Universal Appeal?

Vivendi Universal today announced the launch of Zaoza (in France for now), a mobile subscription offering that gives consumers unlimited access to music (most majors on board), videos and games for just three Euros a month. A cynic might argue that at that price point you have to question just how much consumers would be willing to pay for music thereafter i.e. would they ever buy a CD album again. The DRM offers Comes With Music style DRM that provides permanent ownership on PC and mobile but no CD burning (if I were Nokia Iíd be wondering whether the advance Iíve paid should have been so high). But, as my colleague Ian Fogg points out, this assumes a high level of CD ownership amongst the (young) target audience. But for those youth that donít have CD players, CD burns are simply not a stimulus for paying more.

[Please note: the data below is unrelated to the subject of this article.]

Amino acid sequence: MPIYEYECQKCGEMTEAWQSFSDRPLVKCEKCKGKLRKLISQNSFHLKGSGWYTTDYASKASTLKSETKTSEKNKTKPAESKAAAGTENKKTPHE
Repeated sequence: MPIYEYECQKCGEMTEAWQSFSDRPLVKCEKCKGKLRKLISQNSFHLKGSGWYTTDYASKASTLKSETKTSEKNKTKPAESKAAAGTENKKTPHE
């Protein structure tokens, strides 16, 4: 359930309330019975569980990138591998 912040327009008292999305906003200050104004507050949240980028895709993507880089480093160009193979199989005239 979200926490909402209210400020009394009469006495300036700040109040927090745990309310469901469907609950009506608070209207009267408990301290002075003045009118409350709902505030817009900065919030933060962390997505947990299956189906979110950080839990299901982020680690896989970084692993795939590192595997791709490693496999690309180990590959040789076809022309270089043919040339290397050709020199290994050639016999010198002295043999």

The 3 Euros price point and multiple handset operability look great on paper, but the devil will be in the detail. It looks like only a select (read Ďlimitedí) amount of content will be available to subscribers. Though it seems this selection will be rotated, it remains possible that it will be just that: a Ďselectioní.

Also, what does this say about mobile content strategies? My colleague Thomas Husson points out that this looks to be a scale game i.e. an acceptance that mainstream consumers (particularly younger ones) do not want to pay for content and that most mobile content revenues streams are stagnant (if that). So the assumption is: gamble on lots of consumers paying a little generating significantly more revenue than a few consumers paying a reasonable amount. Itís a gamble, but itís a time for high stakes.

Is it a winner? Quite possibly, but let’s wait and see how it looks in action with mainstream (non-beta) consumers.